A new study based in Africa reveals hidden selection against interspecies breeding in wild baboon species in a strikingly similar way to what has been described for archaic hominins. The findings, based on coupled genomic and long-term field data, highlight the crucial role of other living primates as models for understanding human evolution, particularly for phenomena that are impossible to study in our lineage alone. Genetic admixture is widely considered to be central to primate evolution. It is well known that the ancestors of modern humans intermixed with Neanderthals and other close, now-extinct Homo lineages, leaving a genetic legacy that shapes human variation and our current conceptions of human origins today. Although previous studies have suggested that selection against hybrid individuals would have acted against hominin interbreeding, testing such a hypothesis remains difficult. However, hybridization is observed in many of our close primate relatives, suggesting that other living primates could provide context for understanding admixture in our own lineage. To investigate primate admixture in the wild, Tauras Vilgalys investigated hybridization between yellow baboons and anubis baboons (two common primate models for human genetic studies) from the Amboseli region of Kenya. Vilgalys et al. combined data from 50 years of field observations on population dynamics and demography with genomic data from roughly nine generations of hybrid baboons. While the behavioral and life history field data suggest that hybrid baboons suffer no clear cost to fitness, the genomic analysis revealed contrasting evidence for selection against admixture that is consistent with results from archaic humans. The findings may help explain how primate species divergence is maintained in the face of frequent interspecific gene flow. Vilgalys et al. note, however, that the mode of selection against hybrids remains unclear and is an important question to be addressed in future work.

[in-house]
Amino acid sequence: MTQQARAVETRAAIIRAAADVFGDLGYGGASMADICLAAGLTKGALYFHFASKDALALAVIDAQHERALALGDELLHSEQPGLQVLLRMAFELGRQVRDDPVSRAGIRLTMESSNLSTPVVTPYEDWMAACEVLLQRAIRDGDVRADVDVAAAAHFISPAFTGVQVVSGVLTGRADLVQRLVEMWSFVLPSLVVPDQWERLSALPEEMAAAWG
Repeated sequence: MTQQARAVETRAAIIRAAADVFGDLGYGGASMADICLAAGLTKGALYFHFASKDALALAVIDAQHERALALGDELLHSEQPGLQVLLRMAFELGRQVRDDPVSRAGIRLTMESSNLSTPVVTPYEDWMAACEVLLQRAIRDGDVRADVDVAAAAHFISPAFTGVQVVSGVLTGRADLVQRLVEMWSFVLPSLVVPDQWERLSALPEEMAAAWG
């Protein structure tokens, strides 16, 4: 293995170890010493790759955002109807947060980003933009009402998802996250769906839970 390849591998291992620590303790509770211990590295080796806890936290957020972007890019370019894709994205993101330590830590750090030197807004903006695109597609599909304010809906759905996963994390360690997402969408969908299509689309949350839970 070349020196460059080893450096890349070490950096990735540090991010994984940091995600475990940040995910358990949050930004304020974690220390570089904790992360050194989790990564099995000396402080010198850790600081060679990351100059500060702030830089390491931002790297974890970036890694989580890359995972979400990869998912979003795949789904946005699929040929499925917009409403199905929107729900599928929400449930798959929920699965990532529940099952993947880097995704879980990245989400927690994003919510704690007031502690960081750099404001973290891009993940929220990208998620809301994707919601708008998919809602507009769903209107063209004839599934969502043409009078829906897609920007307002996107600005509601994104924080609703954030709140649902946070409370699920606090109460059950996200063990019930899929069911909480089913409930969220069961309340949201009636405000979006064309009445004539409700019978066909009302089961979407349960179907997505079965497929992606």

Selection against admixture and gene regulatory divergence in a long-term primate field study
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